Passengers scheduled to travel to Mexico have taken to the social media of Mexican diplomatic representations to complain about the lack of information and express concern about the possibility of losing their airfare after it was announced that Brazilians will need a visa to enter the country.
The demand was published in the official gazette of the Mexican government last Wednesday (03/08).
The statement cited the “search for mutually acceptable solutions to ensure safe, organized and regularized migration, as well as to combat international organized crime groups that profit from the trafficking of migrants and people.”
Last week, the United States said that 183 Brazilians (out of a total of 224 people, among whom there were other nationalities) were detained when trying to illegally enter the city of Imperial Beach, in the State of California.
Applications for visas must be made from August 18th and will be registered in the common passport. You will need to make an appointment at the Mexican embassy or consulates to obtain the permit stamp.
Currently, an electronic visa issuance system is in place by the National Institute of Immigration of Mexico, which will no longer work for Brazilians.
This scheme was implemented about nine months ago. Before, Brazilians only needed a passport to enter the country.
Many are confused about the changes. Some people say that they have already obtained authorization through the electronic system, but their trip is scheduled for after the 18th of August.
On social media, they complain of not getting information from Mexican diplomatic representations to clarify whether these authorizations will continue to be valid.
BBC News Brasil contacted the Mexican embassy in Brasília and the consulate in São Paulo by phone and email. There was no response—the embassy email, by the way, bounced back.
On the website, the consulate says it reiterates “that it has no control over the electronic authorization system and that it does not assume any responsibility for the loss of reservations for plane tickets, hotels or any other losses”.
The difficulties for Brazilian travelers, however, have already taken a few months.
Nail designer Melissa Jung, from Mato Grosso, says that since the end of May, the Mexican government’s electronic system has not been working regularly to grant requests for authorization to enter the country.
She reports that since then Brazilian travelers have created a WhatsApp group to exchange information about the problems.
One of the group’s members, says Melissa, discovered a “time window” in which the Mexican government’s website was still working and developed a complex system that consisted of opening about 60 tabs in the internet browser and waiting for a minute to change. the other on the watch to have your request accepted.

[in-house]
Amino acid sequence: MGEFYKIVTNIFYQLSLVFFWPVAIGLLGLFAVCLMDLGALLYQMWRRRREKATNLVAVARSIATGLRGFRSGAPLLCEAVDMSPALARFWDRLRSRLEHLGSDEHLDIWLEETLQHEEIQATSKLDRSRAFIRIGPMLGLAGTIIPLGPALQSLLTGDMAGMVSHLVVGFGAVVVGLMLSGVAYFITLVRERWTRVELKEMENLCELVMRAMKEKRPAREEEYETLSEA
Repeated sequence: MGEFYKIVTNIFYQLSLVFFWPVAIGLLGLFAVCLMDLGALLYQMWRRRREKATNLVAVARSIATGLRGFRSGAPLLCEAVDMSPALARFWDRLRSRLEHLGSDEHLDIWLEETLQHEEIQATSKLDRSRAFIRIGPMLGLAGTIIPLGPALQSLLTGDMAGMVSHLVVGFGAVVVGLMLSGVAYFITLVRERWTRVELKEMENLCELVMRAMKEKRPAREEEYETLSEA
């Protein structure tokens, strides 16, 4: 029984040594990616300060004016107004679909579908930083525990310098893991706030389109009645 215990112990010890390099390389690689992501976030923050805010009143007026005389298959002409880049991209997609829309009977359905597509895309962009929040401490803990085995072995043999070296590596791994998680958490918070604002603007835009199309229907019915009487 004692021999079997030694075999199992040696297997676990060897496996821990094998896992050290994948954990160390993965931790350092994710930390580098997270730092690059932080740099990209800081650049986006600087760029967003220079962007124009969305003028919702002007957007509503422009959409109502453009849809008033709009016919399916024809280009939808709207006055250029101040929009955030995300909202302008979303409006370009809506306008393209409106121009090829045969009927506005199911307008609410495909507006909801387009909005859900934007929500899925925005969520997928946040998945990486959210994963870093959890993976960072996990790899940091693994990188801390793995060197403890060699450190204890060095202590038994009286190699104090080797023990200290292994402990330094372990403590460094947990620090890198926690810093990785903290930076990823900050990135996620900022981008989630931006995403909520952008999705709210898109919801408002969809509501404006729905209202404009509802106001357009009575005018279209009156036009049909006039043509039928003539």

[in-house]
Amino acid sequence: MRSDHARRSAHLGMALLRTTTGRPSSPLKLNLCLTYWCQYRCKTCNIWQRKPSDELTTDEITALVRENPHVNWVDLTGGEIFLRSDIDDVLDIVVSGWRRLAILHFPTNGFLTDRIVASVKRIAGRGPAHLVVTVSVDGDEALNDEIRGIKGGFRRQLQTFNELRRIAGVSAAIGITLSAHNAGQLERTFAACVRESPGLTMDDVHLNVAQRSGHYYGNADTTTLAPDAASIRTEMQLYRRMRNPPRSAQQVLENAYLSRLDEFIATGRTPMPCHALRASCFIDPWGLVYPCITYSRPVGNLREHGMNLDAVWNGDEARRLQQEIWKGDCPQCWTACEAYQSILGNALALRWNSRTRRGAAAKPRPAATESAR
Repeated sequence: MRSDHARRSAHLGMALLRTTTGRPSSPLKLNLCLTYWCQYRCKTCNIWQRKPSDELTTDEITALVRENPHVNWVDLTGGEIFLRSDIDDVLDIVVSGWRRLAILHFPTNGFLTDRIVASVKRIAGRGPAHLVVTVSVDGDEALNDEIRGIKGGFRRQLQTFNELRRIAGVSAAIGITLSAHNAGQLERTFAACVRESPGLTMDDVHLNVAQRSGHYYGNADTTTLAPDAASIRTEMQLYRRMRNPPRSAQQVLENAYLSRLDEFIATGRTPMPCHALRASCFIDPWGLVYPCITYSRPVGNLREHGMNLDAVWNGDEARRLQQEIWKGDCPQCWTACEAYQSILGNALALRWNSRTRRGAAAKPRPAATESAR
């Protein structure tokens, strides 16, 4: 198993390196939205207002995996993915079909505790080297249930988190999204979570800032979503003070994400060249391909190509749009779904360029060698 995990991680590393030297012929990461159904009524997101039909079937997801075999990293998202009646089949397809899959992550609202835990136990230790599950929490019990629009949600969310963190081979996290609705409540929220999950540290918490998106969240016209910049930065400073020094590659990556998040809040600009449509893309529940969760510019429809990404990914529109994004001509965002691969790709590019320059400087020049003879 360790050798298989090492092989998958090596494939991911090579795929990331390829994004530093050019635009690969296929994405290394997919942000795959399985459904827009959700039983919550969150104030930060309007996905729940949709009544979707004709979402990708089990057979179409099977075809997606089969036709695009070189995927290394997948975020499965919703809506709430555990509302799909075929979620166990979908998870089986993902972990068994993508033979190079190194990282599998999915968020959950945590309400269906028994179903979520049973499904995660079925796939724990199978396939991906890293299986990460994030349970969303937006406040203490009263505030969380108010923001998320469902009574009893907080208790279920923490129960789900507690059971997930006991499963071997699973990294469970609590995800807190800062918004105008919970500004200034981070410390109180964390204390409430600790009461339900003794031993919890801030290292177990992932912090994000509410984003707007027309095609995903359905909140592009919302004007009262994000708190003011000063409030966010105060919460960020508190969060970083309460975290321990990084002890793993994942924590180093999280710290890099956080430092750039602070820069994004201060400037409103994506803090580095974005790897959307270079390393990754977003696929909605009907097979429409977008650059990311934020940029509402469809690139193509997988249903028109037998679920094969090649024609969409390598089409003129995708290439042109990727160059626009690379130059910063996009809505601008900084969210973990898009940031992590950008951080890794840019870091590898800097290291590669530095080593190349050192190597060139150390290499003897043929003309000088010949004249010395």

She also said that nationalities such as Russian or Turkish were accepted in the online form, but Brazilians were not.
Melissa created an Instagram profile called @mexico.umpesadelo to compile reports of problems faced by Brazilian travelers, including when arriving in Mexico. She also published successful attempts with the “time window” system to get the electronic visa.
Other complaints from travelers submitted to the profile created by Melissa refer to conflicting information given by different diplomatic representations of Mexico. She says she gets 200 to 300 messages a day
Melissa managed to travel to Mexico in July to do a specialization. She states that she intends to return to the country for a nail design competition and is worried about facing a new journey to obtain the visa.
Magda Nassar, president of Abav Nacional, an entity that brings together travel agencies, states that “Mexico is a destination that has gained many visitors in the years of investment in Brazil, but we have already seen that after the announcement of the resumption of mandatory visas, destinations in Caribbean without this requirement were immediately sought after as an alternative”.
“We know that many destinations compete for the Brazilian traveler, who has one of the highest average ticket values compared to other world visitors. We also know that Brazilians avoid bureaucracy of any kind as much as possible. For these reasons, we consider this decision a retrogression”, he says. born
Gervásio Tanabe, executive president of Abracorp, which also brings together companies in the sector, says that “any difficulty imposed harms, at first, the traveler’s plans”: “Today we have a slightly different dynamic in travel. a hindrance”.
BBC News Brasil also contacted the Itamaraty to find out if there will be any kind of assistance for Brazilian travelers and is awaiting a response.
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